Beethoven’s brain is a lot like yours

Daniel Levitan studies three different slides of the same brain of a person listening to music.

Neuroscientist Daniel Levitin likes to quote country sheriff Andy Griffith when it comes to classical music.

“Opera ain’t nothin’ but a bunch of hollering, but it’s high class hollering.”

His mission is to demystify classical music and open it up to those who might have felt it was too distant or difficult for them to enjoy.

“I want to empower the listener to realize music is meaningful and interesting without any prior background,” he says in an interview from Vancouver where he was made a fellow of the American Association for the Advancement of Science for “bringing science to the public.”

The McGill University professor of psychology and neuroscience is also a musician, playing the clarinet, sax, guitar and electric bass in both jazz and rock bands. It’s been a natural progression to join the two interests in his research, he says.

Levitin is adamant that you don’t have to know a thing about classical music to enjoy — and participate in — the concert Beethoven and Your Brain on Feb. 25.

This is the second time Koerner Hall has hosted the neuroscience-classical music mashup which gives audience members hand-held clickers to register their responses. A number of times during the concert by the Kitchener-Waterloo Symphony, the audience is asked questions and the responses are demonstrated on a large overhead screen.

Last year’s experiment has ended up in a research paper titled for Memory for Musical Key in a Real Time Symphony Performance currently being written by Levitin and conductor Edwin Outwater.

One of the most startling findings of last year’s concert was the ability of the audience to correctly select the key of a piece of music, he says.

“They knew a lot more about music than they thought they did.”

Outwater, the musical director of the Kitchener-Waterloo Symphony, also has a background in rock both as a performer and conductor, including conducting Cheap Trick at the Hollywood Bowl.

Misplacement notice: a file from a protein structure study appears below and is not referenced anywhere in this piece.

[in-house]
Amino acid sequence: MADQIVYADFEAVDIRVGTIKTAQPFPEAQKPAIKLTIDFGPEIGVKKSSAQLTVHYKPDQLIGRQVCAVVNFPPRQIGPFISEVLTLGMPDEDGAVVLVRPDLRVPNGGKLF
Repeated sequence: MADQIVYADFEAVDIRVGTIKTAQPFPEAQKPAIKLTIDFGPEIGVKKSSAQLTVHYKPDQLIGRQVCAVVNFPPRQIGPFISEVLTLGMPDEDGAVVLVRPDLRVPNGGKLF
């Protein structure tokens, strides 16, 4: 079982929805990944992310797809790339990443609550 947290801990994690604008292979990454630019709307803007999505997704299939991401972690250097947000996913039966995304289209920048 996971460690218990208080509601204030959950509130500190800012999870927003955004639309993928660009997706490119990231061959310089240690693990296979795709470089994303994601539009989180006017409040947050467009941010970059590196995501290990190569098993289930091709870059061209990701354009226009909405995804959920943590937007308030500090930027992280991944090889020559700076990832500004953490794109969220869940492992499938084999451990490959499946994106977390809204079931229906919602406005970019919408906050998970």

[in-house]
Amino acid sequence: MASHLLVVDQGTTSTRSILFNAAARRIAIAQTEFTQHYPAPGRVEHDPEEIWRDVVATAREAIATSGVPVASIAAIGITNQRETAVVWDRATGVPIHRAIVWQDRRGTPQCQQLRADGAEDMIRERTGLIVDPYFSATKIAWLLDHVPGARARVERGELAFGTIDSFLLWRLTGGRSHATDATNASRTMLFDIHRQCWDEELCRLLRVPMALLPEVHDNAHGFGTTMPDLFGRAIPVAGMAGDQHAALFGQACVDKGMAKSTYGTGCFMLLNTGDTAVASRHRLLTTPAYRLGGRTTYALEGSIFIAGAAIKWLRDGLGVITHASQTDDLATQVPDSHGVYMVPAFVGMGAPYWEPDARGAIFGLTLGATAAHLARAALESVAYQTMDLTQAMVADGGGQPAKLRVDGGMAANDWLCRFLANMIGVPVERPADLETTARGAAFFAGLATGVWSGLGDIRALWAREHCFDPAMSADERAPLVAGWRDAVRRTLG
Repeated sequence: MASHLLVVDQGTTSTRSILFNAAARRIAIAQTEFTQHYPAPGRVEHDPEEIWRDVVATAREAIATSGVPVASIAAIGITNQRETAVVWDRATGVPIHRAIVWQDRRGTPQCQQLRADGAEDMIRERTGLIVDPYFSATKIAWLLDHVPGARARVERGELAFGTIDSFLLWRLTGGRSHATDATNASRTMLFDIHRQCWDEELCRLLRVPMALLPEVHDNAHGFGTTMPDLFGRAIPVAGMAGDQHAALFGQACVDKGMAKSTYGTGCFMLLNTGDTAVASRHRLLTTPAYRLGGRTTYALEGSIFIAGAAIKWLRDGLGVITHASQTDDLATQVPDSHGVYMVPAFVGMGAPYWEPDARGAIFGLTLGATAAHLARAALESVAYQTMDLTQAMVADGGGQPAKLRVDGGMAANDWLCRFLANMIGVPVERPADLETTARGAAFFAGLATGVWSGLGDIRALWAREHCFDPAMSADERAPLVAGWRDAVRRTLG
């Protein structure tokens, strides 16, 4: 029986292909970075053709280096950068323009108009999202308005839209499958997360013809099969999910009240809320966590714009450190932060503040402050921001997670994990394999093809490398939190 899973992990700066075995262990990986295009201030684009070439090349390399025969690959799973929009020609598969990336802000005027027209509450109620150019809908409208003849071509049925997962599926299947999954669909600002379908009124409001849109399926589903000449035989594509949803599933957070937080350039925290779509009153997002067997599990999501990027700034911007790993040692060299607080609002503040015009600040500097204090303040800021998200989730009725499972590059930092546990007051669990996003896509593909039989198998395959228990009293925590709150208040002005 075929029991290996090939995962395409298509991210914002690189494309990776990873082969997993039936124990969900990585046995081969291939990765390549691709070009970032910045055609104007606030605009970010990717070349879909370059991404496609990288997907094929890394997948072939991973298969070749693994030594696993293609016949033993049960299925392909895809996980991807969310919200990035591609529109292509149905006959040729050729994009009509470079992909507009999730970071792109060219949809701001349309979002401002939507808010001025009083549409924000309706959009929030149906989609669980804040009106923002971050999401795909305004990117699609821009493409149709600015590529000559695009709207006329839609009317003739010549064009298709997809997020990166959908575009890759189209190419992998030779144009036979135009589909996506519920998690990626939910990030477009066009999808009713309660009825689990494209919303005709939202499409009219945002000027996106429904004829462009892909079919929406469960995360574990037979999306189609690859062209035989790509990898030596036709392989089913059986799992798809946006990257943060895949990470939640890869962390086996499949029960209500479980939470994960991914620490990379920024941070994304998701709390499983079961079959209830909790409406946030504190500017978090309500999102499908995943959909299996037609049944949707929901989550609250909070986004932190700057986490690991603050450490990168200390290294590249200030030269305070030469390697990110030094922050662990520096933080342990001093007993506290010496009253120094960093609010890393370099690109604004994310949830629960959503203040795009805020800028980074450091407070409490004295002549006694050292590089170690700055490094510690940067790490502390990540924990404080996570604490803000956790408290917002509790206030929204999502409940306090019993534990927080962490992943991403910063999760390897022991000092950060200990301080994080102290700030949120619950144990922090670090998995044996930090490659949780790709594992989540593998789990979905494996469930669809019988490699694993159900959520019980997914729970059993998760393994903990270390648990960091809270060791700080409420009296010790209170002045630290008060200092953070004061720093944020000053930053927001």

He says Beethoven and Your Brain began “as an explanation of classical music and how your brain reacts,” but has expanded since its inception last year.

It is now a full two hours after the audience asked for more participation, he says, and there will be more interaction with questions and explanations from Outwater and Levitin between musical pieces.

Outwater says, “We realized the audience was experiencing music on a primal level even if they don’t know a lot about it.”

Just as a baby’s cry or an alarm elicits an emotional response, music causes reactions, says Outwater, adding, “It’s beyond emotion, it’s really hormones and chemicals.”

Classical music suffers from the “feeling one is supposed to know something about” and it is incumbent on people in the field to break down barriers between listener and musical styles, he says.

“Everyone wants new audiences and to make them feel welcome.”

Last year’s concert drew an eclectic audience of intellectually curious people who were interested in science or music or just having a stimulating evening’s entertainment, he says. When over 90 per cent of the audience predicted the accurate musical key, Outwater says it was like a light bulb going on.

“They’re saying, wait, I do know something. As a conductor, it is something I see over and over again.”

The orchestra will play Beethoven’s Symphony No. 5 and portions of No. 9 and No. 3.

Trish Crawford ( / February 23, 2012

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